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Monday, October 25, 2010

Something to Braise About

I love braised meats.  And stews. Basically I love anything that has to cook at a low temperature for a long time.  I love to open up the dutch oven and there it is...  a meltingly delicious pot roast or stew.  There's just nothing quite like it.

Now, I didn't always have such an appreciation for what my mother would have called "gadempta" meat. (This is yiddish for meat falling apart.)  When I lived in Los Angeles, it never really got cold enough for braised meat.  Sure, we had the occasional brisket, but mostly the style of cooking was a little lighter.  That's because it just doesn't get cold enough for a good, hearty stew to really shine.

Now I live in Pittsburgh and the story has changed considerably. Needless to say, in Pittsburgh it gets cold and gloomy as early as October or November and stewed or braised meat is almost a weekly occurrence in my house.  In fact, grilled fish seems oddly out of place in January.  There are those hearty individuals who, with snow on the lawn, are out at the barbeque.  That would not be me.  The snow falls, and I am hunkered down in the house for the duration.  After all, I am a Californian and any kind of precipitation is a reason to stay in the house.  (Although I do have numerous pairs of really cute boots and coats that make the occasional trip out a fashionable one.)

Nonetheless, pot roast is a favorite wintertime dish around my house.  There are a thousand ways to make pot roast. but a couple of things are always the same.  Use a chuck roast and cook it at a low temperature for a long time.  Other than that, there are no hard and fast rules.

I've made a lot of different pot roasts in my time, and I'll probably be sharing a couple of different recipes in the months to come. This recipe is pretty basic but is really delicious and very easy (although, truthfully, pot roast is always easy to make).  It's good with mashed potatoes, boiled or steamed new potatoes, or noodles.

It'll stick to your ribs, and there's nothing wrong with that!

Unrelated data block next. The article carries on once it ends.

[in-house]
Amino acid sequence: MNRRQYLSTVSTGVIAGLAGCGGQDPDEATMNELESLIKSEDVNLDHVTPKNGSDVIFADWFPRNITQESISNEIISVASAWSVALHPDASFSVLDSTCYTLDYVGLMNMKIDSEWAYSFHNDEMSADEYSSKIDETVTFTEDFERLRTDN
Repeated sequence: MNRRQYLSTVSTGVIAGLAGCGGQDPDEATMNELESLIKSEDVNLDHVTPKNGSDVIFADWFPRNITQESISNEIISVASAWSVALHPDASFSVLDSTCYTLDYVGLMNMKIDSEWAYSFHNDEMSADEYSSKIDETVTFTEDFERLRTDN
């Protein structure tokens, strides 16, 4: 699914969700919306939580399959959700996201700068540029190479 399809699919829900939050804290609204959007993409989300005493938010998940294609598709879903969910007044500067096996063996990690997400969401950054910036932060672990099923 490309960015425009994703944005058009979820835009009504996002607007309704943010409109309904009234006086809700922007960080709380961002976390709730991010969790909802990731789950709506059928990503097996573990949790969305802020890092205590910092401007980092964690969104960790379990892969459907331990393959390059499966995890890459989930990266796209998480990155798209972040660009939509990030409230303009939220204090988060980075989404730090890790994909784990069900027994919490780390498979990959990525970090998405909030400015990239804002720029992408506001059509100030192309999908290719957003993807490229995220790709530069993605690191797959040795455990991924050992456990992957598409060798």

Pot Roast #1


1 3-4 pound beef check roast
6 carrots, peeled and cut into two inch slices
2 large onions, sliced
2 large sticks of rosemary
1 bunch of thyme
3-4 cups beef stock
salt and pepper
1 tbl. olive oil or vegetable oil

Preheat the oven to 275.

Season the roast liberally with salt and pepper.  Heat the oil in a large dutch oven until it's very hot.  Sear the roast all over, 2-3 minutes on each side, and remove to a plate and set aside.  Add the carrots and onions to the pot and saute until softened and onions are slightly browned.  Remove the vegetables to a plate and set aside.

Add about 1 cup of the beef stock to the hot pot to deglaze.  Scrape all the little browned bits with a wooden spoon.  Return the roast and the vegetables to the pot.  Add enough beef stock to come about two thirds of the way up the sides of the roast and the vegetables.  Tuck the rosemary and thyme into the broth and bring the pot to a boil.

Tightly cover the pot and place it in the over.  Cook, without opening the lid, for about 3 hours.  When you test the doneness with a fork, there should be no resistance.  If there is, cover the pot again, and cook for another half hour or so.

Remove the rosemary and thyme.  Slice the meat and serve with the vegetables.

1 comment:

  1. Great recipe. I can start it in the morning, put the dutch oven into the oven and set the delayed start so when I get home it's almost done. Love Ya!